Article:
At the beginning of last week, I analysed a single frame from the demo application. This past week and a bit I have been using that information to implement the indirect lighting effect in my own application. I will now discuss the theory and implementation details of the algorithm before finishing with some discussion and analysis. And as always will finish with some screen shots and gifs.
The indirect lighting algorithm used in the deep G-Buffer paper is a modification of the paper “A Deferred Shading Pipeline for Real-Time Indirect Illumination” by Cyril Soler, Olivier Hoel and Frank Rochet. The full paper can be found here
In practice, the algorithm is very similar to the Scalable Ambient Obscurance (SAO) algorithm discussed in a previous post. It makes sense that the algorithms are similar as they are both estimating global lighting effects. The only different is that one is estimating the amount of light that won’t reach a point while the other estimates the amount of light that will reach a given point.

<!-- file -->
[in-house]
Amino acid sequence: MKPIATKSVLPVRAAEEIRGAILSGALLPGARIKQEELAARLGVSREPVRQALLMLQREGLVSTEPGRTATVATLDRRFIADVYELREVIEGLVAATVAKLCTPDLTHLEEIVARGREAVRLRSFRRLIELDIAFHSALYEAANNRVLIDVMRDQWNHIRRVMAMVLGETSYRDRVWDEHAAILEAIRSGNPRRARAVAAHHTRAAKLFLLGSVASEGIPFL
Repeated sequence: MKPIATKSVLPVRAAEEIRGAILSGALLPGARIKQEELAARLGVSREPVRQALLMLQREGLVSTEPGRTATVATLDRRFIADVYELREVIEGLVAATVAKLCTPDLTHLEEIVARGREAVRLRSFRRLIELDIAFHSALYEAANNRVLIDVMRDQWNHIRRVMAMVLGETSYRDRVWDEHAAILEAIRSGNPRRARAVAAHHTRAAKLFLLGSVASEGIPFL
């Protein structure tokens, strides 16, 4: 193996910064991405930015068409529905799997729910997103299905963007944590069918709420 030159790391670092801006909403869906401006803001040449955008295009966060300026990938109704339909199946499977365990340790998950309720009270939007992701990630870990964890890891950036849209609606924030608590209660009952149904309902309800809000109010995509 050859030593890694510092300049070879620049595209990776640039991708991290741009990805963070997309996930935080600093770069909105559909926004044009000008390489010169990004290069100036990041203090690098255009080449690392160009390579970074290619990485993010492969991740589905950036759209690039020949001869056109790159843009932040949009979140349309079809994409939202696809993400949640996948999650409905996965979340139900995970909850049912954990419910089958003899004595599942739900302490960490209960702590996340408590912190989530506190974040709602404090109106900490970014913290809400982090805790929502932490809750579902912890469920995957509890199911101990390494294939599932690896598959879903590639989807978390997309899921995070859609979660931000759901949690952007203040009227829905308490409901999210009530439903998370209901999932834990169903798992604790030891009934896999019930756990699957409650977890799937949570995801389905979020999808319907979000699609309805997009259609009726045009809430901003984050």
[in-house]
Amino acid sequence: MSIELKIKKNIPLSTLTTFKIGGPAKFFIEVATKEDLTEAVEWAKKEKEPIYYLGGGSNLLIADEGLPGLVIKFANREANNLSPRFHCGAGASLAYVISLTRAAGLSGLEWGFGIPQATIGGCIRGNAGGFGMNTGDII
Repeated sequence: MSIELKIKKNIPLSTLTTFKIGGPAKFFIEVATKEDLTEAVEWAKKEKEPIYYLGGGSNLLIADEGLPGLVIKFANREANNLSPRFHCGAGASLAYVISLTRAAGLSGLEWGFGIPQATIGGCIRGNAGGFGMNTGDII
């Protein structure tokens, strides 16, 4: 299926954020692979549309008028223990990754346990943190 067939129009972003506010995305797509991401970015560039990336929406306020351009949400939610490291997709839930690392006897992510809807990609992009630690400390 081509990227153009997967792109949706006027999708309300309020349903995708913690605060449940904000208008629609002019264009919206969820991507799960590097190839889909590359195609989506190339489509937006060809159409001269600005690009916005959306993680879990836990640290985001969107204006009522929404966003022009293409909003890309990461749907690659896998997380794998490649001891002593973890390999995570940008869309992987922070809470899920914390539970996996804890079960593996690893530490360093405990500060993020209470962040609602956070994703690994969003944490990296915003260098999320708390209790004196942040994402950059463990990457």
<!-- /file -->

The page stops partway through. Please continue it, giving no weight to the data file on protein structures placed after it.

The above image is a visualisation of how the core of the algorithm works. We estimate the amount of outgoing radiance from point X based on incoming radiance from point Y along vector w. The equation to calculate this contribution is shown below.
Where outgoing radiance E at point X is the sum of the incoming radiance B at point Y multiplied by the clamped dot product between vector w and the normal at point X. It is a relatively intuitive algorithm, We just need to sample a number of given points around our current pixel, calculate their world-space position so we can calculate vector w which we then dot with the normal at our current pixel that we can sample from our G-Buffer. This is extended to two layers by calculating the result for both layers of the G-Buffer and then taking the value where w . Nx > 0 and w . Ny < 0. This is to ensure that incoming radiance from point Y could be directed towards point X. A note made in the paper is that the second check can be omitted to improve performance at the loss of accuracy. This can prove to be quite a substantial performance improvement as we don’t need to sample the normal for all Y reducing the total bandwidth requirements substantially.
In the previous posts, I broke down the work into a schedule that looked something like the one displayed below.
- Manual mipmap generation for colour and normals
- Scene lighting computed in HDR